I learned a valuable lesson from author Michelle Hoover during a class at the Cape Cod Writers Conference last August. As I said in the prior post, the draft of my first novel came out pretty easily, but was too large. On the second day of this particular class, Michelle gave us a list of sixty questions we should be able to answer about our main character(s). Some were easy (Name, Sex, Birthplace), but most required complex answers (e.g., What would he/she see about you that you don’t understand yourself?). I started sweating … I
could answer most of them for my two protagonists, but laying out all that material would require another overlong novel. So I asked the obvious question. She smiled a friendly smile, one maybe inclining a little toward the kind she would use with a young child … or a neophyte novelist. “You only put in the story that which has to be in the story, but if you can’t answer all those questions about a main character, the character will not be believable to the reader.” It was an Aha! Moment for me, and most of the 10,000 words I cut out of the novel after that were things I know but that the reader doesn’t need to know and therefore probably doesn’t want to know. It’s still a hard balance, though. I like my characters. I want you to get to know them. But I understand now that there is such a thing as Too Much Information.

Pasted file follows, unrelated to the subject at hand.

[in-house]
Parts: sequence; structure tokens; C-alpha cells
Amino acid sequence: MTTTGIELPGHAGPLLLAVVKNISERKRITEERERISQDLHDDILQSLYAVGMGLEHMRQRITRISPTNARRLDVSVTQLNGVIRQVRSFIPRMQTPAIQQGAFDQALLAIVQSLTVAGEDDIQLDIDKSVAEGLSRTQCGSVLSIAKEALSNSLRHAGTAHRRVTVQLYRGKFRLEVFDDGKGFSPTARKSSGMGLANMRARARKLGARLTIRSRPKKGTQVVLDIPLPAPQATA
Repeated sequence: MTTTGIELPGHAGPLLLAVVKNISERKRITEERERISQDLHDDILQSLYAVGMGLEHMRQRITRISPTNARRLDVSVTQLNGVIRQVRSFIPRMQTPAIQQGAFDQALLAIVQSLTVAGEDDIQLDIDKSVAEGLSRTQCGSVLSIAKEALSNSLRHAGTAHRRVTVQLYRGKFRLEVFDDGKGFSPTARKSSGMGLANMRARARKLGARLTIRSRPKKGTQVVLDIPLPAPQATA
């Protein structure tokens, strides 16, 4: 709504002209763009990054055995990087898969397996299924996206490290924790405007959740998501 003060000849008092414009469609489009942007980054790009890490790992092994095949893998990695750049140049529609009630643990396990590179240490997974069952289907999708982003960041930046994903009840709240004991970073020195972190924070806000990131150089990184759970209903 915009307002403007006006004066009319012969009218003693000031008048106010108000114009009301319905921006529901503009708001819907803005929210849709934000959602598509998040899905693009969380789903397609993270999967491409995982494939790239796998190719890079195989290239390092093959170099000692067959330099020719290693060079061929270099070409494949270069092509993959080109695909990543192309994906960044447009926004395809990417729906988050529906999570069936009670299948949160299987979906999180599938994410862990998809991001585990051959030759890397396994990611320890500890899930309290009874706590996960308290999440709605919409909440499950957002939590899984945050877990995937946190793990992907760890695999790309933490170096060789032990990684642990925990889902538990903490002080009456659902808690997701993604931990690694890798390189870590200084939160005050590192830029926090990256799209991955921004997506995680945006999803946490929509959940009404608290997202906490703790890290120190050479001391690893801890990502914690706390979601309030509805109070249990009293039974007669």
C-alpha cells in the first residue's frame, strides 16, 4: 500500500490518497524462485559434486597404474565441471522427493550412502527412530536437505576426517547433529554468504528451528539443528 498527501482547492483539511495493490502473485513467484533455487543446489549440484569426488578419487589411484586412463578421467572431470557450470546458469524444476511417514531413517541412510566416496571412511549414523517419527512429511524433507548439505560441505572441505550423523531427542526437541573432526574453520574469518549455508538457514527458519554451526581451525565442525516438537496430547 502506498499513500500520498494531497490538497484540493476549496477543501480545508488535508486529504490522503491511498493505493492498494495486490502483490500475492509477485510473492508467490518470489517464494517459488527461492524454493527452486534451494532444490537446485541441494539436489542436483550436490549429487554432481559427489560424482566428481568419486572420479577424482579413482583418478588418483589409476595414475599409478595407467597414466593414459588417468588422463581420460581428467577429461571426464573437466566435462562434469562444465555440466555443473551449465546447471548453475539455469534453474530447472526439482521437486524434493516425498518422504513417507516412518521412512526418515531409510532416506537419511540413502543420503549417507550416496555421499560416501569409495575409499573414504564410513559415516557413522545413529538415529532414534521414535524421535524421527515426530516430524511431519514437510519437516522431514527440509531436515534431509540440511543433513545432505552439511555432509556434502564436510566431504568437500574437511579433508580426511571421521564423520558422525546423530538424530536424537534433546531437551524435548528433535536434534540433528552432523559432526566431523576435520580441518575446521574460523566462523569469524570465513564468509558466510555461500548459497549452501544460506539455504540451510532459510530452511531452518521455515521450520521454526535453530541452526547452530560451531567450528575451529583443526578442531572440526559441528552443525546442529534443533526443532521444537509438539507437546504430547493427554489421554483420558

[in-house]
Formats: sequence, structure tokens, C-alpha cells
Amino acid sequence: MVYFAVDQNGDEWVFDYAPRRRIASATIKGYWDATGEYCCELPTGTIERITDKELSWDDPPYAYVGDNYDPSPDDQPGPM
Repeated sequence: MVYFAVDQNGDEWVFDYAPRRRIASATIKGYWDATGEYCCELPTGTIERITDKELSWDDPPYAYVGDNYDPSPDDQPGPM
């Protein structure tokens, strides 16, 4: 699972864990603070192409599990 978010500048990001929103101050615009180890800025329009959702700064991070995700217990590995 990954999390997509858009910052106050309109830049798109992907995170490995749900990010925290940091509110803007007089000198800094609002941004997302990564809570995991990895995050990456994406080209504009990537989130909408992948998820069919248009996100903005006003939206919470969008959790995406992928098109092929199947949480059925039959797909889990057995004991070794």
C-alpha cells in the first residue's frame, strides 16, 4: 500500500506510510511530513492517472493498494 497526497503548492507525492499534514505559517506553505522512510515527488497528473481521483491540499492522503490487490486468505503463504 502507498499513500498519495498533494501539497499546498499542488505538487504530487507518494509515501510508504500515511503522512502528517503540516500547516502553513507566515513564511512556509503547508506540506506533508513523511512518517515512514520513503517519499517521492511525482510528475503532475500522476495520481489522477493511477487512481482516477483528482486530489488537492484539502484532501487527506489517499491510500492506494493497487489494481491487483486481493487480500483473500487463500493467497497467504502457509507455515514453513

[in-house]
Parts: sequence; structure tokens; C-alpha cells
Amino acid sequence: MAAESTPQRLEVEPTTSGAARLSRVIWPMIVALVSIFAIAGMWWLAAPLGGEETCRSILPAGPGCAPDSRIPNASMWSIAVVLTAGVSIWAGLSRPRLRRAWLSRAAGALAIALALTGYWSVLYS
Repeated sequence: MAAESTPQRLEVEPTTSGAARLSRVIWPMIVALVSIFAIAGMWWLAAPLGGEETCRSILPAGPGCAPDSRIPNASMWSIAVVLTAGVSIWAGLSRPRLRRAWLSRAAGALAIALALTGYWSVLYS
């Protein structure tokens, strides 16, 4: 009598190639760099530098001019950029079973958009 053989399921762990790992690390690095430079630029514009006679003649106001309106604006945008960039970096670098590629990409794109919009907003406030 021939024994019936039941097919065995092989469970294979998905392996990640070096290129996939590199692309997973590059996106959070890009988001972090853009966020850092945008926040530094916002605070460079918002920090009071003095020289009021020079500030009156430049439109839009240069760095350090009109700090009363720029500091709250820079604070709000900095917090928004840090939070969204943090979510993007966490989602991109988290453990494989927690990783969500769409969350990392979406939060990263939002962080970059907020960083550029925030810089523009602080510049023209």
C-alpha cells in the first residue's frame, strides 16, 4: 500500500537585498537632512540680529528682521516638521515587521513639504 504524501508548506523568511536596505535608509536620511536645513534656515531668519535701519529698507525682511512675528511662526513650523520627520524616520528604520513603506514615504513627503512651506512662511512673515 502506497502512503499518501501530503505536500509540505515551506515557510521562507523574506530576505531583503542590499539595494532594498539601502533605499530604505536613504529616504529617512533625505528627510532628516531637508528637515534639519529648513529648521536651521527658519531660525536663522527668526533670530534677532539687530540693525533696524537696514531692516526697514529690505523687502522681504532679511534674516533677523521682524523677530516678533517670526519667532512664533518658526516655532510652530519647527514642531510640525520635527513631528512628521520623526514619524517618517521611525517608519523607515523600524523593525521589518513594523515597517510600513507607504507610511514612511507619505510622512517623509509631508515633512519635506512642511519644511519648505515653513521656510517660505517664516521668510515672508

One of the early exercises that I did with my creative writing students was having them create several character biographies; the underlying premise was the same—the writer doesn’t need to include all those details, he just needs to know them well enough to know what his characters would say, what they would do, how they would feel in various circumstances. The “list of 60” sounds extensive, but I’ll bet that it is insightful. Eventually, of course, the idea is to internalize the process (rather than merely repeatedly creating “the list”), so that characters are faithfully envisioned and internally consistent.
John, it’s great that you have turned your creative impulses to the arena of narrative fiction, and I appreciate your meta-cognitive contemplation of the process as well.
But I understand now that there is such a thing as Too Much Information.
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